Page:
Mini Excavators for Precision Digging and Demolition
Otherwise known as a “mini digger” or "compact excavator", mini excavators have a standard boom and bucket design along with a small frame that excels in performing small-to-medium jobs in tight, confined spaces. A mini excavator is primarily used for digging holes and ditches, and for transporting materials, but with the right attachments, mini excavators can also trench, remove stumps, mulch materials, demolish small structures, plow snow, help repair utility lines, and a whole lot more.
My Little Salesman lists mini excavators for sale that can still get the job done even in adverse conditions such as steep slopes, muddy terrain and little working room. Whether you need a tracked or wheeled excavator for indoor or outdoor operations, you can find the right mini digger (and all of the necessary attachments) right here!
Choosing the Right Mini Excavator
Both new and used mini excavators can dig, on average, about 10 feet into the ground. This is ideal for utility work, residential construction, and any site where a smaller bucket is needed for precision digging. A mini excavator becomes much less effective, however, on larger construction sites and wide open spaces in general, though they can still be of limited aide.
Specs to consider:
- Weight – An excavator has to weigh less than 40 tons to be considered a mini excavator.
- Lighter excavators have less of a footprint and do not disturb the soil as much as larger excavators.
- Lighter excavators will be able to easily fit in small areas like urban construction sites and warehouses.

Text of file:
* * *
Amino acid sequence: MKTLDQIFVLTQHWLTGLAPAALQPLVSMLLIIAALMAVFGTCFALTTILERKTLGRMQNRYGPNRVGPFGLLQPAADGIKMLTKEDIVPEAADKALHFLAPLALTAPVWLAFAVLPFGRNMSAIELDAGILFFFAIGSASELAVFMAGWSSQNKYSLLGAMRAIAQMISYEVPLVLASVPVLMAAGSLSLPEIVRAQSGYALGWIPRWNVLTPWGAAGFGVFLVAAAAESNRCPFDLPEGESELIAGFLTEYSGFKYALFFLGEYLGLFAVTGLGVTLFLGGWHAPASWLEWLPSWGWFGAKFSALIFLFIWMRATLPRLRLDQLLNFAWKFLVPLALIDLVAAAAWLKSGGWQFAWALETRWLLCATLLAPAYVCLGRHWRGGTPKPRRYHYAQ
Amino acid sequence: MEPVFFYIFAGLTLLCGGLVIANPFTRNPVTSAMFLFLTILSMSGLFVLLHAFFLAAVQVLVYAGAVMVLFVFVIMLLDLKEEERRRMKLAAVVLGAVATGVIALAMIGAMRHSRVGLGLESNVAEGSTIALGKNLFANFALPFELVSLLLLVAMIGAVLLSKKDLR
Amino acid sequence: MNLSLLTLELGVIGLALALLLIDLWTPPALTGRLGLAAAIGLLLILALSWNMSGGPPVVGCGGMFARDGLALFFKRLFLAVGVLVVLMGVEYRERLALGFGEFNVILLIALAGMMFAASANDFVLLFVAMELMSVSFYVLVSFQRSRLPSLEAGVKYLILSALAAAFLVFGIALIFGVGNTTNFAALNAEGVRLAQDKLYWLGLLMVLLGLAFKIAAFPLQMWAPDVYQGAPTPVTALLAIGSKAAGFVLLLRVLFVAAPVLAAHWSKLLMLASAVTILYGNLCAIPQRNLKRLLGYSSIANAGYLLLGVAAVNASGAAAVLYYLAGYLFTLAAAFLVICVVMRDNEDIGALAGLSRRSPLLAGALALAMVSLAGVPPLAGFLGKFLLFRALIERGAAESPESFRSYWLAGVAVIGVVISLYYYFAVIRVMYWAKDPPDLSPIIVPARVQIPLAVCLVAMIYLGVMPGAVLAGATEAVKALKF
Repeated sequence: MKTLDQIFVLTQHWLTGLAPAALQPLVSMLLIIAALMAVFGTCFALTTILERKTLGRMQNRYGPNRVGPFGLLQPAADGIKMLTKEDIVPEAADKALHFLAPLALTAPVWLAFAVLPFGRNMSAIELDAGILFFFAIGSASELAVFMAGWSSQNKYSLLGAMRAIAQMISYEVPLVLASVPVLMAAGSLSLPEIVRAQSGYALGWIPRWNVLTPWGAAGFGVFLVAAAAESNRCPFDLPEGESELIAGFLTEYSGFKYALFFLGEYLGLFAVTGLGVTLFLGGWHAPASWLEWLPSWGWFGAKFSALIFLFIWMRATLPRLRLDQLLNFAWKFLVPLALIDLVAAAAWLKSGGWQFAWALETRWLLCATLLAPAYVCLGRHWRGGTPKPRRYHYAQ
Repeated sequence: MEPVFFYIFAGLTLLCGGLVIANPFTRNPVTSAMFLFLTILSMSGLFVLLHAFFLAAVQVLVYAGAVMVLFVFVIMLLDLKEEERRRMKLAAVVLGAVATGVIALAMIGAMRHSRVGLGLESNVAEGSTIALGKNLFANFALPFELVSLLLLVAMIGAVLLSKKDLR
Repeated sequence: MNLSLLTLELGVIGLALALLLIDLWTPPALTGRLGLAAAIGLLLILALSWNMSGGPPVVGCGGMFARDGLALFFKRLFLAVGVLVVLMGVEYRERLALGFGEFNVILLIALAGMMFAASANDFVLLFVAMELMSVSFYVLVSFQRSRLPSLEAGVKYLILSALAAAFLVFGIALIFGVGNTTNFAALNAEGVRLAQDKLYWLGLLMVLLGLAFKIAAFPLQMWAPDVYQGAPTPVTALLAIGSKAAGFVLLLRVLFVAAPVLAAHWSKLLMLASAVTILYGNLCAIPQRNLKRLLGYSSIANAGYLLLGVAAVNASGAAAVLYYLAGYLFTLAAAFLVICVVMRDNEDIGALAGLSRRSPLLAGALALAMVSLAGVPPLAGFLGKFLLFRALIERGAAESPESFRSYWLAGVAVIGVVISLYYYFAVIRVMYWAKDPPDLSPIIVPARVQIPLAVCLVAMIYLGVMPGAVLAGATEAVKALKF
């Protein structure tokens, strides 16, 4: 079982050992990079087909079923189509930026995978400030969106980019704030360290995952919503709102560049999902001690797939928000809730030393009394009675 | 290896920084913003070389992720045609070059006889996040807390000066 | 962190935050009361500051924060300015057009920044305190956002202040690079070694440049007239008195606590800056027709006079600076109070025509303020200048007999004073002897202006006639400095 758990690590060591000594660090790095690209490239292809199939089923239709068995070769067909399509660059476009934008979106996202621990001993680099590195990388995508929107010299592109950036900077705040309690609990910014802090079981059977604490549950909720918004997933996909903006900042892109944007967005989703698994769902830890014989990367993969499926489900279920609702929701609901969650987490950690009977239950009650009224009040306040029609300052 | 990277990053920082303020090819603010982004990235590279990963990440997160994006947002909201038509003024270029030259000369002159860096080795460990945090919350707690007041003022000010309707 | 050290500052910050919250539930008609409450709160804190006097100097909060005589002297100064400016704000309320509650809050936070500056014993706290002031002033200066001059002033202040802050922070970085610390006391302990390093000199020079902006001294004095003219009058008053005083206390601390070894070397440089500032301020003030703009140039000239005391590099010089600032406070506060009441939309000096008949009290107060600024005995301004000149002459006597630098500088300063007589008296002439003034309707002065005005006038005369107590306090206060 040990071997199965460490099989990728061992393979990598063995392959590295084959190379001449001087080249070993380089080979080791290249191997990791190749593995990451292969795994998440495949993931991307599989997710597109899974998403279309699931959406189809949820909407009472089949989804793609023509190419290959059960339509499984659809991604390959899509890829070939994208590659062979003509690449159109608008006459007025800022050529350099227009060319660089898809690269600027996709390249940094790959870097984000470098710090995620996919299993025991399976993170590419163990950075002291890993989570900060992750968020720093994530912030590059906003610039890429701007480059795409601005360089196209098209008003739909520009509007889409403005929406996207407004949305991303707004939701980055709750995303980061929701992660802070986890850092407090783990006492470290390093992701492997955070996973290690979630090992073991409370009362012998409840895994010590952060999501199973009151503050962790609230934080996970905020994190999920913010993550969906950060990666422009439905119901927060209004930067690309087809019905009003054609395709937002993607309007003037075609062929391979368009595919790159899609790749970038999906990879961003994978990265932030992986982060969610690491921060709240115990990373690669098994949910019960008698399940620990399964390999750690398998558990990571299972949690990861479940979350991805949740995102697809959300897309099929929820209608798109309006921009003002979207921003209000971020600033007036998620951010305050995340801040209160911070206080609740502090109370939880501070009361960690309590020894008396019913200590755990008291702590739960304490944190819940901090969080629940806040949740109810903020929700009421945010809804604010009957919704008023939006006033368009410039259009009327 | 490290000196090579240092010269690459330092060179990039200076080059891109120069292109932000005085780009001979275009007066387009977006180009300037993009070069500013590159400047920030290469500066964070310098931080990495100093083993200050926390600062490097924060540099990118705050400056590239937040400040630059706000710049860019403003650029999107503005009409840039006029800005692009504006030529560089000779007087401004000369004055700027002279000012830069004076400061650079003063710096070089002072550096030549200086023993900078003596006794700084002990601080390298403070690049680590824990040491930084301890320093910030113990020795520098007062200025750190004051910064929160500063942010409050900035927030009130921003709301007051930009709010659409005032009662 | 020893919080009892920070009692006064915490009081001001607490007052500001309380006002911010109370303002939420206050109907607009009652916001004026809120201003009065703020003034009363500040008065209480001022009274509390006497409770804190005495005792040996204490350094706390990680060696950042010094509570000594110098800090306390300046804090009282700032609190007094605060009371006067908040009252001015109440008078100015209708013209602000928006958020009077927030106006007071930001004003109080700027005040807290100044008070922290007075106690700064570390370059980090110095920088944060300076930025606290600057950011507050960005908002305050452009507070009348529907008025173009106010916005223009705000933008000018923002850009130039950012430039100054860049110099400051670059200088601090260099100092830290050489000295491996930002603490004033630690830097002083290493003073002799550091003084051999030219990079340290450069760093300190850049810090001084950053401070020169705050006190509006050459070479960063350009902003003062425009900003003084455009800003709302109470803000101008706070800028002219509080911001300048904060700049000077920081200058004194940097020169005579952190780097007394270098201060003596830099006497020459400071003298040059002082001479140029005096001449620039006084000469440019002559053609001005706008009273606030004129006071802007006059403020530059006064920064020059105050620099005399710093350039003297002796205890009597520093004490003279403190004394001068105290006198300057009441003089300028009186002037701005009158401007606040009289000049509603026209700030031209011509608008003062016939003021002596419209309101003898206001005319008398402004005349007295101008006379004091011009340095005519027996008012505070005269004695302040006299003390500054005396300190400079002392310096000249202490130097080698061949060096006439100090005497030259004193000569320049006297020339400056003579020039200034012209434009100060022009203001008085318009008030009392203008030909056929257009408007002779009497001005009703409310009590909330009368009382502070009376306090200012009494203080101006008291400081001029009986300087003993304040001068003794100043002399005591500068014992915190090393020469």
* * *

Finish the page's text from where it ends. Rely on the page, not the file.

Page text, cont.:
- Dig Depth – Although 10 feet is the norm, denser soils and materials will lessen the dig depth and may require additional attachments.
- A mini excavator can only dig through mud using a larger-than-normal bucket, which can sometimes take away its precision advantage.
- Dump Height – Most mini diggers can reach 13 feet at the most when dumping.
- Bucket Capacity – The amount of material or soil the bucket can hold.
- Operating Weight – How much weight the boom arm can take.
Inspecting Used Mini Excavators for Sale
Be sure to check for the following on mini excavators before buying:
- Exterior Damage – Cracks, bends and dents are bad in general. Cracks within the boom and stick or between the stick and the bucket are automatic deal breakers. Large cracks and bends could indicate severe structural damage, especially on the undercarriage.
- Leaks – Check out the hoses, lines, and cylinders within the hydraulic pump compartment to make sure there are no leaks. Leaks in the slew ring or swing bearing could loosen connections and make the mini digger less accurate. While not a deal breaker, all leaks will absolutely need to be repaired before the mini excavator can be safely used.
- Scalloping – Check the teeth of the mini digger bucket to make sure they have not bent out of shape. A scalloped bucket may not need to be replaced right away, but it will not be able to dig nearly as well, and it will fail eventually.
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